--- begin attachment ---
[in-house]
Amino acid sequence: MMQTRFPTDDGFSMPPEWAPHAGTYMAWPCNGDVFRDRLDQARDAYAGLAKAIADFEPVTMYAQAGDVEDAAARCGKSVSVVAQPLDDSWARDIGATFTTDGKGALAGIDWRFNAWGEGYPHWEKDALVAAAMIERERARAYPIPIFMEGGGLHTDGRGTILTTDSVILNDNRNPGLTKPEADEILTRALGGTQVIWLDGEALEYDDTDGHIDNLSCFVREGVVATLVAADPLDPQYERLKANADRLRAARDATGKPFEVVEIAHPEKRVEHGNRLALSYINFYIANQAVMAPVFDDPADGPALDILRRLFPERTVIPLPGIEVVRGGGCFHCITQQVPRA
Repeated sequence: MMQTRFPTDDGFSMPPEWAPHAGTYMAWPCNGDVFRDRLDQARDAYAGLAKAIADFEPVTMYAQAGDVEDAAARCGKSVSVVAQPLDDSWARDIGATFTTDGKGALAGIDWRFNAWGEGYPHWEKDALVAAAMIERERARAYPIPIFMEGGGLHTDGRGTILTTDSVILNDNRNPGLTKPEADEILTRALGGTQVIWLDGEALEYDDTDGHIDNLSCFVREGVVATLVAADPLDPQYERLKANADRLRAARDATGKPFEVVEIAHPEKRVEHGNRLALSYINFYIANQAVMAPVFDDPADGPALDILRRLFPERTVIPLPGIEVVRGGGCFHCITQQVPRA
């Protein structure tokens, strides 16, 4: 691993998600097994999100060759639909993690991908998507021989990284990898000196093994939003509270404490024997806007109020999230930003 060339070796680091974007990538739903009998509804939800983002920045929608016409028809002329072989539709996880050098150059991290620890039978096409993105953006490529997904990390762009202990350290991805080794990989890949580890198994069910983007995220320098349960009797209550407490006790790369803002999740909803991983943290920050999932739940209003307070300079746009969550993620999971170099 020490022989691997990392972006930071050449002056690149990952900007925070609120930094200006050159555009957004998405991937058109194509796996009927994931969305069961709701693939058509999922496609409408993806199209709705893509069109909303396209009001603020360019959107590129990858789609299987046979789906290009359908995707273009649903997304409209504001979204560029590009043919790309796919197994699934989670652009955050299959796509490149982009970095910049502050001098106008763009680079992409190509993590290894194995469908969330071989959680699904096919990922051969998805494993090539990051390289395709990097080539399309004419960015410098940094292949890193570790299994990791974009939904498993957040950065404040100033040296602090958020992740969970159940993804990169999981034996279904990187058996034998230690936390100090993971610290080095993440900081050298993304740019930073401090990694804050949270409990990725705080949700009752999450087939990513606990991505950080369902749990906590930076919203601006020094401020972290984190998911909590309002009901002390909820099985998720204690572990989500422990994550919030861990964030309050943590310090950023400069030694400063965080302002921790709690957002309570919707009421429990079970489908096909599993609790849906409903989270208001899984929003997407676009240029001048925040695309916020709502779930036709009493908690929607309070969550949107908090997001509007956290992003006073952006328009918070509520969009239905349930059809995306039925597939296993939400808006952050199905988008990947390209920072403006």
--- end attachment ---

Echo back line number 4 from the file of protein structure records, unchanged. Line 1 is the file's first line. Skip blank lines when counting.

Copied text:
């Protein structure tokens, strides 16, 4: 691993998600097994999100060759639909993690991908998507021989990284990898000196093994939003509270404490024997806007109020999230930003 060339070796680091974007990538739903009998509804939800983002920045929608016409028809002329072989539709996880050098150059991290620890039978096409993105953006490529997904990390762009202990350290991805080794990989890949580890198994069910983007995220320098349960009797209550407490006790790369803002999740909803991983943290920050999932739940209003307070300079746009969550993620999971170099 020490022989691997990392972006930071050449002056690149990952900007925070609120930094200006050159555009957004998405991937058109194509796996009927994931969305069961709701693939058509999922496609409408993806199209709705893509069109909303396209009001603020360019959107590129990858789609299987046979789906290009359908995707273009649903997304409209504001979204560029590009043919790309796919197994699934989670652009955050299959796509490149982009970095910049502050001098106008763009680079992409190509993590290894194995469908969330071989959680699904096919990922051969998805494993090539990051390289395709990097080539399309004419960015410098940094292949890193570790299994990791974009939904498993957040950065404040100033040296602090958020992740969970159940993804990169999981034996279904990187058996034998230690936390100090993971610290080095993440900081050298993304740019930073401090990694804050949270409990990725705080949700009752999450087939990513606990991505950080369902749990906590930076919203601006020094401020972290984190998911909590309002009901002390909820099985998720204690572990989500422990994550919030861990964030309050943590310090950023400069030694400063965080302002921790709690957002309570919707009421429990079970489908096909599993609790849906409903989270208001899984929003997407676009240029001048925040695309916020709502779930036709009493908690929607309070969550949107908090997001509007956290992003006073952006328009918070509520969009239905349930059809995306039925597939296993939400808006952050199905988008990947390209920072403006």